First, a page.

This section presents the RIDDL source language syntax, one definition at a
time according to their typical arrangement.
This section of the documentation has not been maintained well and is due
for re-synchronization with the
RIDDL is not a
Turing complete language.
However, it is intended to be used to create systems that are Turing complete.
Consequently, RIDDL is not a programming language, it is a system specification
language, and not only at software developers.
We expected business managers, business analysts, knowledge domain experts,
system architects, and software developers to all be able to read and comprehend
RIDDL models with only a little training and DDD background. The language
tries hard to be readable in English and not overly technical while still
retaining the ability to be precise, concise, and specific enough to be
used for software source code generation.
The language is opinionated in the sense that it is intended for the
specification of large scale distributed software systems. It does not attempt
to be useful for every kind of computing problem nor even every kind of
knowledge domain. Several distributed software architecture patterns have
been adopted as natural extensions of domain driven design. Data engineering
and user interface ideas are also included.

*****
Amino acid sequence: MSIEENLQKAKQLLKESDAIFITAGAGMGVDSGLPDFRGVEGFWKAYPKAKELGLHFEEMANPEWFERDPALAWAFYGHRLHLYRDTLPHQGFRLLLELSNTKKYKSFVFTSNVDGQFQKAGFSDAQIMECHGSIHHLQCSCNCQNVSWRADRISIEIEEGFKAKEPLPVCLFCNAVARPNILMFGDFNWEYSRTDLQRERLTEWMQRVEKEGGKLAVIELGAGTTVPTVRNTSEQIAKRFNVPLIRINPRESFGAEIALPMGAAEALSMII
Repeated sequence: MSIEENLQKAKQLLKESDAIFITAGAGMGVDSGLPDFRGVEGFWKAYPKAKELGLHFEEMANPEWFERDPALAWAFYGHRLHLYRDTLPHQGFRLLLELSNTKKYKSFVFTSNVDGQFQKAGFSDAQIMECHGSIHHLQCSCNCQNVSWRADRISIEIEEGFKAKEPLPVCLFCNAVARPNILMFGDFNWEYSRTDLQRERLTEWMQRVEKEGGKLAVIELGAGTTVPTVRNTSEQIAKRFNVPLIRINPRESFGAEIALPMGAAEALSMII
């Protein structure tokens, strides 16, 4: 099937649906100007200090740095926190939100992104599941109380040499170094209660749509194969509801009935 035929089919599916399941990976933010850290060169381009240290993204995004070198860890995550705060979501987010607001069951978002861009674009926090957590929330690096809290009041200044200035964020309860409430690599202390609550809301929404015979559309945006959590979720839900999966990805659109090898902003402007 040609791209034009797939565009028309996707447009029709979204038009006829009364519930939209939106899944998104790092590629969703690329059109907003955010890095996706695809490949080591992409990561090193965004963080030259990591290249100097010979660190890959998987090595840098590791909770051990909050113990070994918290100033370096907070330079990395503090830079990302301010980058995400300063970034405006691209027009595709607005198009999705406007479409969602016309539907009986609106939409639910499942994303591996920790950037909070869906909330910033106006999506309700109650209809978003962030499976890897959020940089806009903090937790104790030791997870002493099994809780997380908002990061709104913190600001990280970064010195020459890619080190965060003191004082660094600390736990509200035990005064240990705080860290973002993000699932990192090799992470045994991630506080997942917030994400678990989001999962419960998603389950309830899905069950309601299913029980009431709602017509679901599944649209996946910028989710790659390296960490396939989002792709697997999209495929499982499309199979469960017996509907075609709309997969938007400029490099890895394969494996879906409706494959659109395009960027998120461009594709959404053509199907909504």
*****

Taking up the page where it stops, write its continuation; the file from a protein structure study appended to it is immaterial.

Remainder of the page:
We recommend that you first read the
(not documentation conventions!) to which RIDDL adheres. These conventions
are aimed at making RIDDL models consistent, simple, and free of special cases
Next, there are several concepts that are used in a variety of places
in the language. The Common section describes these
concepts in preparation for looking at the major definitions in the language.
RIDDL’s basic structure is a containment hierarchy of nested definitions. That
is, definitions are defined by their contained definitions. At the root of
that definitional hierarchy is a single file known as the root file. The name of
this file is given to riddlc to start processing a specification.
So, we can explore and learn the RIDDL language by examining each level of the
definitional hierarchy like peeling the layers of an onion to discover what is
hidden at each level.